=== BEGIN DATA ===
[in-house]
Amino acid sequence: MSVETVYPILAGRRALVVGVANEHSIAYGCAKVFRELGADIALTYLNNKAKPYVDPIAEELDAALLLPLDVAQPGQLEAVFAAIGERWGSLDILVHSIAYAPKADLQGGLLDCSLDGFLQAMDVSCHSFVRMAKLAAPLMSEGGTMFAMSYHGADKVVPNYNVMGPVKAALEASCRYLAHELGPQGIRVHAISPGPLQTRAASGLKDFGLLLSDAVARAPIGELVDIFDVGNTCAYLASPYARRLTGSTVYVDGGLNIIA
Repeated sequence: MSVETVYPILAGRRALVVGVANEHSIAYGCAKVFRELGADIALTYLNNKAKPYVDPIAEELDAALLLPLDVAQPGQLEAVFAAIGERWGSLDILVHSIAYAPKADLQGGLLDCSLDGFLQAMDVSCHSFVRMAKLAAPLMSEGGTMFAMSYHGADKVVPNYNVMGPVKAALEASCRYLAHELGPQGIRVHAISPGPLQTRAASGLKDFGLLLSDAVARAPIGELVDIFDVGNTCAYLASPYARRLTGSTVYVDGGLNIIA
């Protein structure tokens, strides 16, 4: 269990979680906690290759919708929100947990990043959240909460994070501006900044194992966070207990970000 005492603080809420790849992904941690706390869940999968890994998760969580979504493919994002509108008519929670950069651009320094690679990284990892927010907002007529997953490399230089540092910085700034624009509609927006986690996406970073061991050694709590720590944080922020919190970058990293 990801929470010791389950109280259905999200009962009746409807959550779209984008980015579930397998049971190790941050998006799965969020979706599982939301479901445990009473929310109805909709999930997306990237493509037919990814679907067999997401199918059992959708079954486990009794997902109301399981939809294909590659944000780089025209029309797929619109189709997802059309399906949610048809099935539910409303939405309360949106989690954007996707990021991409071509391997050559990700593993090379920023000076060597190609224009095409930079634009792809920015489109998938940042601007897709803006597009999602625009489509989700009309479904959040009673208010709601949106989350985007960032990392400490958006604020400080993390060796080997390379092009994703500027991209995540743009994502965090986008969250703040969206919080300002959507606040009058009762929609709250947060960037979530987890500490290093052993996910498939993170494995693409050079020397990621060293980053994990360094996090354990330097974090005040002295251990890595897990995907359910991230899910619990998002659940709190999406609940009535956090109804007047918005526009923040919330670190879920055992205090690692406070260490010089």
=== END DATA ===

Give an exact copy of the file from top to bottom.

[in-house]
Amino acid sequence: MSVETVYPILAGRRALVVGVANEHSIAYGCAKVFRELGADIALTYLNNKAKPYVDPIAEELDAALLLPLDVAQPGQLEAVFAAIGERWGSLDILVHSIAYAPKADLQGGLLDCSLDGFLQAMDVSCHSFVRMAKLAAPLMSEGGTMFAMSYHGADKVVPNYNVMGPVKAALEASCRYLAHELGPQGIRVHAISPGPLQTRAASGLKDFGLLLSDAVARAPIGELVDIFDVGNTCAYLASPYARRLTGSTVYVDGGLNIIA
Repeated sequence: MSVETVYPILAGRRALVVGVANEHSIAYGCAKVFRELGADIALTYLNNKAKPYVDPIAEELDAALLLPLDVAQPGQLEAVFAAIGERWGSLDILVHSIAYAPKADLQGGLLDCSLDGFLQAMDVSCHSFVRMAKLAAPLMSEGGTMFAMSYHGADKVVPNYNVMGPVKAALEASCRYLAHELGPQGIRVHAISPGPLQTRAASGLKDFGLLLSDAVARAPIGELVDIFDVGNTCAYLASPYARRLTGSTVYVDGGLNIIA
């Protein structure tokens, strides 16, 4: 269990979680906690290759919708929100947990990043959240909460994070501006900044194992966070207990970000 005492603080809420790849992904941690706390869940999968890994998760969580979504493919994002509108008519929670950069651009320094690679990284990892927010907002007529997953490399230089540092910085700034624009509609927006986690996406970073061991050694709590720590944080922020919190970058990293 990801929470010791389950109280259905999200009962009746409807959550779209984008980015579930397998049971190790941050998006799965969020979706599982939301479901445990009473929310109805909709999930997306990237493509037919990814679907067999997401199918059992959708079954486990009794997902109301399981939809294909590659944000780089025209029309797929619109189709997802059309399906949610048809099935539910409303939405309360949106989690954007996707990021991409071509391997050559990700593993090379920023000076060597190609224009095409930079634009792809920015489109998938940042601007897709803006597009999602625009489509989700009309479904959040009673208010709601949106989350985007960032990392400490958006604020400080993390060796080997390379092009994703500027991209995540743009994502965090986008969250703040969206919080300002959507606040009058009762929609709250947060960037979530987890500490290093052993996910498939993170494995693409050079020397990621060293980053994990360094996090354990330097974090005040002295251990890595897990995907359910991230899910619990998002659940709190999406609940009535956090109804007047918005526009923040919330670190879920055992205090690692406070260490010089």